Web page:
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Comment: Re: Kinda funny (Score 1) 392

by jo7hs2 (#46375757) Attached to: Free (Gratis) Version of Windows Could Be a Reality Soon
I would say maybe 5-10 of my classmates (out of 160ish graduating) in law school were pre-law majors. They were the exception, rather than the rule. Most were just normal humanities majors (very high number of history majors like me), plus a strong subject of STEM folks. TL:DR...you're right.

Comment: Re: Have you driven a ford lately? (Score 3, Informative) 314

by jo7hs2 (#46332843) Attached to: Ford Dumping Windows For QNX In New Vehicles
They're not THAT good. The valve body in my Ford Fusion's transmission (6F35 6-speed auto) wore out the pressure regulator valve, but Ford's initial solution was to update the software, so by the time they caught it the clutch pads (yes, automatics have clutches) had started to wear. At 10k miles the transmission required a rebuild including all new clutch pads, a new set of gears on the output side to the differential, and a new valve body. That said, it is a very clever transmission and the car otherwise completely satisfies me. But not *quite* as reliable as my rock-solid 2002 Taurus. But then, the Taurus wasn't using a new transmission design. The 6F35 was only three years old in 2012, and Ford usually takes a few years to get a new transmission worked out.

Comment: Re:Not a good sign (Score 1) 255

Oh God, what have you done! You just inadvertently gave Dunkin Donuts their next disgusting product idea. As if donut shop tater tots and donut sandwiches were not disgusting enough. They make pretty good donuts (for a chain joint) and need to stick to that, but folks just gotta keep giving them bad ideas,

Comment: Re:Dead end (Score 1) 191

by jo7hs2 (#46260953) Attached to: Elon Musk Says Larger Batteries Might Be On the Way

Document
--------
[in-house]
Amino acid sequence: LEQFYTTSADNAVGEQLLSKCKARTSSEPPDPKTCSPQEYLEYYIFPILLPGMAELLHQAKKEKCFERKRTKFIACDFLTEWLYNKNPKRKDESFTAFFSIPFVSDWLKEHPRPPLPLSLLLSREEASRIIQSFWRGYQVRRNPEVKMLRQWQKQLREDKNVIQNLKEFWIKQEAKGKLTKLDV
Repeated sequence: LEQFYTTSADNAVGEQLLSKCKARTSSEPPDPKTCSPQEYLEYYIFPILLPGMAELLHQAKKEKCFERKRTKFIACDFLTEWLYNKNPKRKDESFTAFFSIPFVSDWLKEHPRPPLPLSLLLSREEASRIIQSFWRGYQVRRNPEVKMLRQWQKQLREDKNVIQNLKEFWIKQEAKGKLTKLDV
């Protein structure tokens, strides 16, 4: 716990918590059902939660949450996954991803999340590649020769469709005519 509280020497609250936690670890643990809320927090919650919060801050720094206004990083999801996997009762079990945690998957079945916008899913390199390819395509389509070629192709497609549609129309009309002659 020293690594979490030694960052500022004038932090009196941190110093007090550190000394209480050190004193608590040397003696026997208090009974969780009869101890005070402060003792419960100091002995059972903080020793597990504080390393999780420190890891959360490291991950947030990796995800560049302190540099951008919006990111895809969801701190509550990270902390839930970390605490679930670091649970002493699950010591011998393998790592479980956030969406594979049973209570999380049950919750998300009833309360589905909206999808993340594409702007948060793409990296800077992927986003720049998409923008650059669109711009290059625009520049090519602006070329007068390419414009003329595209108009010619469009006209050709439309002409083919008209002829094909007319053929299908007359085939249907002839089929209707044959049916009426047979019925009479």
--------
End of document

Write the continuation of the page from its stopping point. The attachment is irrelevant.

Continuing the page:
Which is true, the ones that an average person can afford (Leaf, for example) without stretching their finances have much more limited range. Suitable for someone living in a major metropolitan area who never needs to drive further than to an airport at the periphery, but not really for your average suburbanite. Hell, I live in a medium-sized city, and because different neighborhoods have different things I want, it isn't uncommon for me to rack up the range of a Leaf over the course of a day's errands without even thinking twice about it. For the price, the bang just isn't there yet. When it is, I'm in, because all environmental issues aside, electricity is just cheaper.

Comment: Re:Dead end (Score 2) 191

by jo7hs2 (#46260353) Attached to: Elon Musk Says Larger Batteries Might Be On the Way
I don't see people saying that, mostly just that they expect parity with ICE vehicles before it will truly be useful outside of limited circumstances. For example, even that fairly generous 265 miles just isn't enough to make an electric vehicle attractive to me. I would require somewhere on the order of twice that, a little over 500 miles, to match the typical single-day range of my mid-size sedan. Right now, my personal, lay opinion is that electric vehicles are currently suitable for short commutes and major metropolitan usage. Until the range approaches that of a typical 4-cylinder equipped compact or mid-size sedan, use outside of those circumstances would periodically require a supplemental vehicle. Plus, there is the whole question of recharging on long trips. Once one can get an electric car with a 400-500 mile range that can recharge overnight at basically any hotel, then I expect to start seeing mainstream, suburban drivers picking up EVs.

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